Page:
The HVAC-Indoor Air Quality Link Explained in Layman's Terms
In many ways, indoor air quality (IAQ) is not a hot topic because of the common misconception that indoor air is better than outdoor air. The latter has more sources of pollution, including car emissions, while the former only has a few, such as the chemicals used in building materials and common household cleaners. But this is not really entirely accurate, because indoor air can be just as polluted as outdoor air.
This is especially true in enclosed spaces where poor ventilation, exposure to chemicals, and mold from water damage contributes to compromised indoor environmental quality. Fortunately, the quality of indoor air can be improved with the installation of air quality control appliances, particularly an HVAC unit.
Importance of Good Indoor Environmental Quality
Did you know that the Environmental Protection Agency considers IAQ among the top five risks to human health? This is because indoor air, especially in enclosed spaces, can be 2-5 times more polluted than outdoor air!
You may not see and smell the majority of the indoor air contaminants, but your respiratory system will be affected by them with each inhalation. Every cubic foot of the air you breathe carries millions of microscopic contaminants ranging from mold spores, pollen and dust mite debris to volatile organic compounds, among other toxic chemicals from building materials and household goods.
Constant exposure to these pollutants can result in minor and major health concerns, such as asthma and allergies. These contaminants in indoor air are usually the triggers for these health issues.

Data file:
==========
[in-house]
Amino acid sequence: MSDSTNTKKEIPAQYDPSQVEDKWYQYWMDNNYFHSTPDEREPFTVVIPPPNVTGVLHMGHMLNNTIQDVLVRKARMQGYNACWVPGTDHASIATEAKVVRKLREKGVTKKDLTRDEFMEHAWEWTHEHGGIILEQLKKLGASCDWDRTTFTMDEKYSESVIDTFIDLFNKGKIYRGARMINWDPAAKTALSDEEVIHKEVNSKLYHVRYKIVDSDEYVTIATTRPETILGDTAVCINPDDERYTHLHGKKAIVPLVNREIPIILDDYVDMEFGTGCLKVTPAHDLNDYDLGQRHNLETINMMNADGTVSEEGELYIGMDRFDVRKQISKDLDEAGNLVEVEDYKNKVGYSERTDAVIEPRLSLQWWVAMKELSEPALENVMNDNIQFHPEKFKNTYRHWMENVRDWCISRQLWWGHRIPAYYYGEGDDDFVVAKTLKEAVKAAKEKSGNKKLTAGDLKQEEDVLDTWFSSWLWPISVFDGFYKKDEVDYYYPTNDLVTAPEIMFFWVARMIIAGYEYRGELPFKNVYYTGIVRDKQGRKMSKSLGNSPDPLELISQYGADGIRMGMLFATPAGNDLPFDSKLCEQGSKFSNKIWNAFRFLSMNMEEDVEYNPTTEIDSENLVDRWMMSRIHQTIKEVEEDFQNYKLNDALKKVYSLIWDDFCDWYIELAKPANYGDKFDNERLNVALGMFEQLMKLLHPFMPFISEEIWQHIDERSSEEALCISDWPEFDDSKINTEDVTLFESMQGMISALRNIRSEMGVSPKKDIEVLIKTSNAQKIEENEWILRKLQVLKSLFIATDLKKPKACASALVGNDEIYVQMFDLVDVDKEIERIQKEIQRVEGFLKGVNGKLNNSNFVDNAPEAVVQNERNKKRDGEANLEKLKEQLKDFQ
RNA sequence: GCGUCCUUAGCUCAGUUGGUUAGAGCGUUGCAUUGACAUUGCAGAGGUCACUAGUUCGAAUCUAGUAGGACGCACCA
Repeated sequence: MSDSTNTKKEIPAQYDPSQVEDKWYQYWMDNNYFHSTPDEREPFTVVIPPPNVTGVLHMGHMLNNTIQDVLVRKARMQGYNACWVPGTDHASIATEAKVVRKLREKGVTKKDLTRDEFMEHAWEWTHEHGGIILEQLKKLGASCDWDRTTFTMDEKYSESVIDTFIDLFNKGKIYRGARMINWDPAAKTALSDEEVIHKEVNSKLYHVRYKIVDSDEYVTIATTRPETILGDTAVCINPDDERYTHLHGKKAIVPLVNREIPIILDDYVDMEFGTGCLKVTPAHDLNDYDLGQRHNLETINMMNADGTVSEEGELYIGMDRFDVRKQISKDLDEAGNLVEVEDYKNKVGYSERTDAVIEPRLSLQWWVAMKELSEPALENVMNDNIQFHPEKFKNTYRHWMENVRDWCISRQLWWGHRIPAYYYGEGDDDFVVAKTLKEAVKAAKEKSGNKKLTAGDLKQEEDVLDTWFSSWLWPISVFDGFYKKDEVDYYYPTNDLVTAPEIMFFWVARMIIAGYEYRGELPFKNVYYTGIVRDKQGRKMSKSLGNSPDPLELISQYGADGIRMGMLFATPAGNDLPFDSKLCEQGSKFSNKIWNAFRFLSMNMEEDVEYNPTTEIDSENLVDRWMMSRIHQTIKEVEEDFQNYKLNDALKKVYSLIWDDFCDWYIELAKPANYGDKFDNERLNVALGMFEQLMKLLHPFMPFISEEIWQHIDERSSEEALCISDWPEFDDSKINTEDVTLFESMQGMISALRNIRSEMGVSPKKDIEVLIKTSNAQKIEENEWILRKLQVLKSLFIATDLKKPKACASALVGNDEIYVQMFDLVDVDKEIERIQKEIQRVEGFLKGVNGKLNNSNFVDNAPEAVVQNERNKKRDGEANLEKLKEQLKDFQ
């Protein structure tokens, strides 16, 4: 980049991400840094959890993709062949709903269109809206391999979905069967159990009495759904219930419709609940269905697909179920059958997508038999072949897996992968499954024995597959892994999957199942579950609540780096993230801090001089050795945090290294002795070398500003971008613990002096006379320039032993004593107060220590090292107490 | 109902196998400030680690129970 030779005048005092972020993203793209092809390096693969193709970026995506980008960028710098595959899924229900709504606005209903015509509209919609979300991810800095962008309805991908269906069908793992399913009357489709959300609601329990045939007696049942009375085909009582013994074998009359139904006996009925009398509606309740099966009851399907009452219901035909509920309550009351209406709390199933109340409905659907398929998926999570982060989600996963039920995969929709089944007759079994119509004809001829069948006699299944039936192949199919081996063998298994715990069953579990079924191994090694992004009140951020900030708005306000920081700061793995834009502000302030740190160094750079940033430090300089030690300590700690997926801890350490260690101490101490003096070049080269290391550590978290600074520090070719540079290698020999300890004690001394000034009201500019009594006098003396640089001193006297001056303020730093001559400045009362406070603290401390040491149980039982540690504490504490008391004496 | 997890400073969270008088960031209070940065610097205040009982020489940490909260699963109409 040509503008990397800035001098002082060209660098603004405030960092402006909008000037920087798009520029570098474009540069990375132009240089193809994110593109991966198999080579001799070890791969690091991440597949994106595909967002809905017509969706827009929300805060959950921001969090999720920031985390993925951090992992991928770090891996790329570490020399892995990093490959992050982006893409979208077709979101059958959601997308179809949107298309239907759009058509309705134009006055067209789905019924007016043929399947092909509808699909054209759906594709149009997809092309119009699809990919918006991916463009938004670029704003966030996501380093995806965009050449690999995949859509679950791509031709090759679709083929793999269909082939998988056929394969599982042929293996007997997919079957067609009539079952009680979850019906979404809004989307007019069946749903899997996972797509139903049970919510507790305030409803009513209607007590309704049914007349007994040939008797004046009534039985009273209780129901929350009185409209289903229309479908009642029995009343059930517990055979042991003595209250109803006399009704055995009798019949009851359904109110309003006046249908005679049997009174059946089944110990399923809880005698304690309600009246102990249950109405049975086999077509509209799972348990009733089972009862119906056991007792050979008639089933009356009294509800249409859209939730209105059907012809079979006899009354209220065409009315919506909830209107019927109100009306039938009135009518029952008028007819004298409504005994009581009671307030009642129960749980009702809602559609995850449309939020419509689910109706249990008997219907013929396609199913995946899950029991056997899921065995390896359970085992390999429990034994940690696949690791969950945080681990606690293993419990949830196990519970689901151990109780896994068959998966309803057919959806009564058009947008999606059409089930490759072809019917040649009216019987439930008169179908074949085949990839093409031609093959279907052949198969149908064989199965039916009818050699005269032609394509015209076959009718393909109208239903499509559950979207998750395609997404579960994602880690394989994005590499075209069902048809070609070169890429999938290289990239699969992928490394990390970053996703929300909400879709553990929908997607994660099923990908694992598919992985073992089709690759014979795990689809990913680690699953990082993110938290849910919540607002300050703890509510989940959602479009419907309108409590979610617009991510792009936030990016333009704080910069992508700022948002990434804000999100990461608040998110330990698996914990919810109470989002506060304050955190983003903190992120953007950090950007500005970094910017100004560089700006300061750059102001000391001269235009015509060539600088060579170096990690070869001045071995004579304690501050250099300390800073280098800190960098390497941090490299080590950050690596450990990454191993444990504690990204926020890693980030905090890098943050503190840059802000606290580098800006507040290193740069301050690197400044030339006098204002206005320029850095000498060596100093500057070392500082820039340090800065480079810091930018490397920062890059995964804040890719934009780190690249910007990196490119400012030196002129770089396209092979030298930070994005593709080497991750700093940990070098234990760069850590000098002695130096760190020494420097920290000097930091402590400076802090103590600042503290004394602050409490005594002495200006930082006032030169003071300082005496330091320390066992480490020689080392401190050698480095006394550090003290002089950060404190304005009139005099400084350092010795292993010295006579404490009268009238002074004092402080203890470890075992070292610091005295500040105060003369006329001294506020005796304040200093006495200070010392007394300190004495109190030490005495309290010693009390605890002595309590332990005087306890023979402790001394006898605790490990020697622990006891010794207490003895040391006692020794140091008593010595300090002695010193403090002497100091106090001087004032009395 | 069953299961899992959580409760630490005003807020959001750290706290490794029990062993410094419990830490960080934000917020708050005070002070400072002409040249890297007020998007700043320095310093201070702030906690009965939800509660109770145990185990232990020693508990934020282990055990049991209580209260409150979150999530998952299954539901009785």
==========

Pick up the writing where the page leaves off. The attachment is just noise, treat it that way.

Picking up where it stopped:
Ways HVAC Improves the Quality of Indoor Air
The good news: you can improve on the quality of indoor air in your home by installing the appropriate heating and air-conditioning (HVAC) appliance in your home. You should also ensure that you have regular AC repair and maintenance scheduled to keep the equipment in top shape. Your HVAC unit can run on the main grid or via solar panels, but the benefits will be the same.
Ask your HVAC technician about add-ons to your HVAC unit. Add-ons play crucial roles in ensuring better quality indoor air in the following ways:
Reduction. The HVAC unit can filter and neutralize the microscopic pollutants, thus reducing their impact on human health. Air cleaners can be installed in the unit, which will remove majority of the airborne pollutants every time air is pulled into its return air ducts.
Moisture control. The HVAC unit ensures proper humidification levels, which is a must in hot and cold environments. Too little humidity increases the risk for infections, while too much humidity encourages the growth of potentially harmful organisms, including dust mites, mildew and mold.
Source control. While not allowing people to smoke and to bring pets indoors is impractical for many reasons, the installation of ultraviolet treatment systems in HVAC units significantly reduce the sources of indoor pollution. These systems sterilize pathogens, thus reducing the risk of the build-up of harmful contaminants in indoor spaces.
Of course, other methods in air purification can be used, such as controlling the fresh air entering the indoor areas. Keep in mind that maintaining good IAQ in your home is a matter of combining several methods, such as zone heating, beyond the installation and maintenance of an air-conditioning appliance.
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Submitted on: 2015-08-10 23:51:26